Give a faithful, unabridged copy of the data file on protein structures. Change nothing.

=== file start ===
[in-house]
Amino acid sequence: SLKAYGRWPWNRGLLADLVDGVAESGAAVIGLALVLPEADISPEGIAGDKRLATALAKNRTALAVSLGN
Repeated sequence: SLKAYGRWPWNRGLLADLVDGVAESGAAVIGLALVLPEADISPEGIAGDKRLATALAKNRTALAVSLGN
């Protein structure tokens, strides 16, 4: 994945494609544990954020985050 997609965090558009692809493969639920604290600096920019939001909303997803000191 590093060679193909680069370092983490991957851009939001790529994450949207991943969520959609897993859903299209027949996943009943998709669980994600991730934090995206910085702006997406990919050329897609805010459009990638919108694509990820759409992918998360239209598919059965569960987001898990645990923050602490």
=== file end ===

[in-house]
Amino acid sequence: SLKAYGRWPWNRGLLADLVDGVAESGAAVIGLALVLPEADISPEGIAGDKRLATALAKNRTALAVSLGN
Repeated sequence: SLKAYGRWPWNRGLLADLVDGVAESGAAVIGLALVLPEADISPEGIAGDKRLATALAKNRTALAVSLGN
């Protein structure tokens, strides 16, 4: 994945494609544990954020985050 997609965090558009692809493969639920604290600096920019939001909303997803000191 590093060679193909680069370092983490991957851009939001790529994450949207991943969520959609897993859903299209027949996943009943998709669980994600991730934090995206910085702006997406990919050329897609805010459009990638919108694509990820759409992918998360239209598919059965569960987001898990645990923050602490």